Of late, multi-component materials have become one of the most prospective materials in biomedical and engineering applications. In contrast to traditional alloys, the composition design of multi-component materials is more complicated, and numerous alloys with various compositions need to be prepared and analyzed.
Furthermore, the link between the mixing entropy and performance of multi-component materials are nonlinear, thus the performance and structure cannot be successfully predicted by mixing entropy values, which makes it harder to design the alloys efficiently. In this scenario, high-throughput technology is an effective approach to solve this matter. A new study stated that high-throughput screening of the composition and Young's modulus of Ti-Zr-Nb alloy was positively accomplished by co-sputtering technology with the help of a physical mask.
The research paper titled "High-throughput screening for biomedical applications in a Ti-Zr-Nb alloy system through masking co-sputtering", has been published in SCIENCE CHINA Physics, Mechanics & Astronomy in Issue 9 of 2019, with Prof. Yong Zhang from Beijing University of Science and Technology as the corresponding author.
To produce the new alloys with special properties, for instance, superior mechanical properties, or biomedical properties, is typically a time-consuming process. The conventional "trial and error" technique cannot match the requirements. On the other hand, because of the limitations of research techniques, just some specific compositions can be achieved from a set of experiments using conventional approaches.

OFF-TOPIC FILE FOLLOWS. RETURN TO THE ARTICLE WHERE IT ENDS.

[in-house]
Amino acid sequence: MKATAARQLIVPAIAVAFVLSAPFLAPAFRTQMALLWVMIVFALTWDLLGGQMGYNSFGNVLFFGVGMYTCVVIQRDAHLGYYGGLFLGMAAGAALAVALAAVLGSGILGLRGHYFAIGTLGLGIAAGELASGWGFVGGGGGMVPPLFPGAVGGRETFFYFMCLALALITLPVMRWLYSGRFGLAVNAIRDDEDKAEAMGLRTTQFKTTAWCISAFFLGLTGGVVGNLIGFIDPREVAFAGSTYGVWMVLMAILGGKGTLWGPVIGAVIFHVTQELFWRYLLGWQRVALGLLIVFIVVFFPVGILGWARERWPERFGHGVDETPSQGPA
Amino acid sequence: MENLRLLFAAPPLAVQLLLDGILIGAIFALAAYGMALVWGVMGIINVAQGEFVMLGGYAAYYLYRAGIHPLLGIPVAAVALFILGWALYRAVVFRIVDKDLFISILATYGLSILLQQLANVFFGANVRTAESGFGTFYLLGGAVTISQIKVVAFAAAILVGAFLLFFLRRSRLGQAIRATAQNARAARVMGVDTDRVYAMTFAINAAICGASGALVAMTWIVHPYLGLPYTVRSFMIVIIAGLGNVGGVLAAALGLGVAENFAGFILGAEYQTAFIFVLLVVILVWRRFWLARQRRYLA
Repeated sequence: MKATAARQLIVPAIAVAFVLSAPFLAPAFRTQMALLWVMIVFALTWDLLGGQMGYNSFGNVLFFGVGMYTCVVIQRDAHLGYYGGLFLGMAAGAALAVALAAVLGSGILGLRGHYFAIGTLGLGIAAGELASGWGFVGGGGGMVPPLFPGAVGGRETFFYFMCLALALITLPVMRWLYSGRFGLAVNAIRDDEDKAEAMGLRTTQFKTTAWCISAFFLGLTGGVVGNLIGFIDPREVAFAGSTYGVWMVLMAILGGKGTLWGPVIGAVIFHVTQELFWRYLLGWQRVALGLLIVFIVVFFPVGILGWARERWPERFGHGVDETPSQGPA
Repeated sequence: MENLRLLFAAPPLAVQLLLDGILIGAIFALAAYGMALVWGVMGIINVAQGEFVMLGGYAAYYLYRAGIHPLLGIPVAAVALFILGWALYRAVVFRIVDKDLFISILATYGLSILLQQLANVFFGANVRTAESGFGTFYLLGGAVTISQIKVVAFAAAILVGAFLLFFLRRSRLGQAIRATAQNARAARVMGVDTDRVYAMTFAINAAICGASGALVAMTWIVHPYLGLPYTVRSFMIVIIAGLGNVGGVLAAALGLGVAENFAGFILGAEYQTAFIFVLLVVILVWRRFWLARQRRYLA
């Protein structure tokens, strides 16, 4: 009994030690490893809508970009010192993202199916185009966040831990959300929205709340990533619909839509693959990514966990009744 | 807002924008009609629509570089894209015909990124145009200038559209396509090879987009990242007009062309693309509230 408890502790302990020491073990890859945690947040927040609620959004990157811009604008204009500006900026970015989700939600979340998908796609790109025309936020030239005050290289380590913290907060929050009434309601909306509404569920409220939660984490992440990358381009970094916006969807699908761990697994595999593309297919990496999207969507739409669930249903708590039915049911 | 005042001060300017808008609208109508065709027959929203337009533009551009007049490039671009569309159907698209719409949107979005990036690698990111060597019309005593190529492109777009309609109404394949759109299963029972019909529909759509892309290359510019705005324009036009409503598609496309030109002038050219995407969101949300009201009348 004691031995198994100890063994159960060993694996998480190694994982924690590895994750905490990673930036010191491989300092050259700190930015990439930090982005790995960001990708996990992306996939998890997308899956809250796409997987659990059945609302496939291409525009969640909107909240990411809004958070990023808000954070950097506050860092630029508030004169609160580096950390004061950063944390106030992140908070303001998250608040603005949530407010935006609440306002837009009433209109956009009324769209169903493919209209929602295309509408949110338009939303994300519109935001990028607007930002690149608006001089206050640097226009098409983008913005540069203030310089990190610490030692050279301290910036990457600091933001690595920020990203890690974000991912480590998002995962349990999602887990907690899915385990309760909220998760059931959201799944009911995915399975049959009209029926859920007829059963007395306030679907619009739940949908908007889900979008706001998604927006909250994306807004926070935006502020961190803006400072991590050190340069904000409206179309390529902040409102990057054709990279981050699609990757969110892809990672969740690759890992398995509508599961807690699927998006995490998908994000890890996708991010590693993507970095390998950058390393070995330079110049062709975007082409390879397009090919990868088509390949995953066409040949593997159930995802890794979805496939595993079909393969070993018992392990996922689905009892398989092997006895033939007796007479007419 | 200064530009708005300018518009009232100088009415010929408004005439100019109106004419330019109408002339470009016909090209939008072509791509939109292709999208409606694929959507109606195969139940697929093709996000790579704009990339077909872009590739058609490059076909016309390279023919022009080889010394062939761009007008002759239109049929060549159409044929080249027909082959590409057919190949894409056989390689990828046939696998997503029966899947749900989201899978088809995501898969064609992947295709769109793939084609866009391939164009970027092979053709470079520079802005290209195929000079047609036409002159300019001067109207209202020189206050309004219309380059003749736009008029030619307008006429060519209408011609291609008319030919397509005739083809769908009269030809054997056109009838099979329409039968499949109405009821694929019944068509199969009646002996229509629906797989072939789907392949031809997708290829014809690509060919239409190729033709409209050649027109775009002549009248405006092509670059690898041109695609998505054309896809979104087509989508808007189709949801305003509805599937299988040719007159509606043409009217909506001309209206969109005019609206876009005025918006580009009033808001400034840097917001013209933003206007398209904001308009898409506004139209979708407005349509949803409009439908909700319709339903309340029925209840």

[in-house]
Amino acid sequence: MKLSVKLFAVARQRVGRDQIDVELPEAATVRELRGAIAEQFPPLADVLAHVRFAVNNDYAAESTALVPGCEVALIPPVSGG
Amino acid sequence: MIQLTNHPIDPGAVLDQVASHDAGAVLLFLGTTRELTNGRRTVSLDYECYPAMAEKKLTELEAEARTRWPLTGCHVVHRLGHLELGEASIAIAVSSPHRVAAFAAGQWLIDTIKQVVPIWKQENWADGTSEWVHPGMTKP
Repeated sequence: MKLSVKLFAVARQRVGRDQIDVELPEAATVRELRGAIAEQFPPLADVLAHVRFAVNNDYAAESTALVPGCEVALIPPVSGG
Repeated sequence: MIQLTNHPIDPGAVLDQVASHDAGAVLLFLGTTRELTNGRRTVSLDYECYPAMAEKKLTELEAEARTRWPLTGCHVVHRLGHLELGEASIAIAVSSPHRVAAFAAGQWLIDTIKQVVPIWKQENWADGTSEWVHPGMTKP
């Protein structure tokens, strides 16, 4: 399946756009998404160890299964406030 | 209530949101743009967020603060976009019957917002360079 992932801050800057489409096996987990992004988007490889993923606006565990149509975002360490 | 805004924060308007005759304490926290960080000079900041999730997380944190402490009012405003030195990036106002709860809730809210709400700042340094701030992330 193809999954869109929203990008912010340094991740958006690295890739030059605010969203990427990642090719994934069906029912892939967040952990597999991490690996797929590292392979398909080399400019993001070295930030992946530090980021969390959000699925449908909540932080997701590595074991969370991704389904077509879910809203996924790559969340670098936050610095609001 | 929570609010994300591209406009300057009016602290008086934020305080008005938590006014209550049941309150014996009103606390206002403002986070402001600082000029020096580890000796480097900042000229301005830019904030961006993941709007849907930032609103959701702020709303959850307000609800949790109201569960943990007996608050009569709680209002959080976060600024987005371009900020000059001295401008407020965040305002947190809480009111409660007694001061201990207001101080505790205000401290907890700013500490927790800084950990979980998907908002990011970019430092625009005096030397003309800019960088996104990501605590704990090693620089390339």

Taking biomedical materials as an illustration, the acquired low Young's modulus value is usually a relatively low value in a small composition region, instead of the lowest value of a global system. Thus, the conventional "trial and error" technique unavoidably causes incompleteness and contingency in research outcomes.
High-throughput technology is an operative way to get a composition with appropriate properties in a larger composition region while enhancing efficiency. On the foundation of multi-target co-sputtering, an auxiliary physical mask was used to enable the preparation of compositional gradient materials and 16 independent specimens were achieved in this research.
In particular, Young's modulus of the Ti-Zr-Nb alloys was tested by nanoindentation. The tested Young's modulus values were plotted to 3D surface maps and contour maps. Importantly, a low Young's modulus region is apparent. To establish whether a lower modulus composition occurred in the blank areas between the specimens with lower Young's moduli, additional optimization of the composition was carried out. According to the screening results, the formation, structure, and mechanical properties of bulk alloys can be discussed more thoroughly.
It should be kept in mind that the application of the physical mask is required to stop component diffusion between the sample units. On the whole, the composition of the materials gotten by the multi-target co-sputtering could be constantly altered, which means that the process of component diffusion is unavoidable. To guarantee the composition difference of the specimens, an independent mask has been used in this research.
This research not only offers new multi-component alloys with noticeable properties for real-world applications, but also provides new insight on the development of high-throughput preparation technology on the whole.